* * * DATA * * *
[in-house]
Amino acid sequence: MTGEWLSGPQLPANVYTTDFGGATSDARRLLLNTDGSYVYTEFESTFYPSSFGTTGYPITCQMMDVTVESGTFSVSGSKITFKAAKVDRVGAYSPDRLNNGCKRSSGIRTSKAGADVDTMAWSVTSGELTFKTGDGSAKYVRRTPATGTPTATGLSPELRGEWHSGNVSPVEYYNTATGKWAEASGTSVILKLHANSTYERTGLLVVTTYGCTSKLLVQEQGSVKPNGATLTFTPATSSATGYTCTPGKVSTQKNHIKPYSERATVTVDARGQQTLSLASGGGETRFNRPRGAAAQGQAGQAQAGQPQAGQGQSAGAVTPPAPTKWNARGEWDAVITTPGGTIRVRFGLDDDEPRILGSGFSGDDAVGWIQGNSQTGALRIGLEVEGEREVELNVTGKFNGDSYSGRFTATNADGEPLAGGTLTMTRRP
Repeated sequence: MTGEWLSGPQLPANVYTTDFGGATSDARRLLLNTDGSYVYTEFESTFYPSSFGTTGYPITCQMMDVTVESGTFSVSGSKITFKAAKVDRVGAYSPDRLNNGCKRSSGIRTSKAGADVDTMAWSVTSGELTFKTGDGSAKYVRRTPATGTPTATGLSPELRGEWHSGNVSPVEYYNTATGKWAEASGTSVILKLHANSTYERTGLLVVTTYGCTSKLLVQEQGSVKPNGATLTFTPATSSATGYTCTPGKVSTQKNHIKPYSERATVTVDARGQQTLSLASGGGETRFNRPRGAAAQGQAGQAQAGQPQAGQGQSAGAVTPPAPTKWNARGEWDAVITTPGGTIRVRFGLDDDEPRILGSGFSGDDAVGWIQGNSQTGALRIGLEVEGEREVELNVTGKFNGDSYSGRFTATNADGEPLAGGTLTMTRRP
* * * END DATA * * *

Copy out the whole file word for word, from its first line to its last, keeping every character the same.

[in-house]
Amino acid sequence: MTGEWLSGPQLPANVYTTDFGGATSDARRLLLNTDGSYVYTEFESTFYPSSFGTTGYPITCQMMDVTVESGTFSVSGSKITFKAAKVDRVGAYSPDRLNNGCKRSSGIRTSKAGADVDTMAWSVTSGELTFKTGDGSAKYVRRTPATGTPTATGLSPELRGEWHSGNVSPVEYYNTATGKWAEASGTSVILKLHANSTYERTGLLVVTTYGCTSKLLVQEQGSVKPNGATLTFTPATSSATGYTCTPGKVSTQKNHIKPYSERATVTVDARGQQTLSLASGGGETRFNRPRGAAAQGQAGQAQAGQPQAGQGQSAGAVTPPAPTKWNARGEWDAVITTPGGTIRVRFGLDDDEPRILGSGFSGDDAVGWIQGNSQTGALRIGLEVEGEREVELNVTGKFNGDSYSGRFTATNADGEPLAGGTLTMTRRP
Repeated sequence: MTGEWLSGPQLPANVYTTDFGGATSDARRLLLNTDGSYVYTEFESTFYPSSFGTTGYPITCQMMDVTVESGTFSVSGSKITFKAAKVDRVGAYSPDRLNNGCKRSSGIRTSKAGADVDTMAWSVTSGELTFKTGDGSAKYVRRTPATGTPTATGLSPELRGEWHSGNVSPVEYYNTATGKWAEASGTSVILKLHANSTYERTGLLVVTTYGCTSKLLVQEQGSVKPNGATLTFTPATSSATGYTCTPGKVSTQKNHIKPYSERATVTVDARGQQTLSLASGGGETRFNRPRGAAAQGQAGQAQAGQPQAGQGQSAGAVTPPAPTKWNARGEWDAVITTPGGTIRVRFGLDDDEPRILGSGFSGDDAVGWIQGNSQTGALRIGLEVEGEREVELNVTGKFNGDSYSGRFTATNADGEPLAGGTLTMTRRP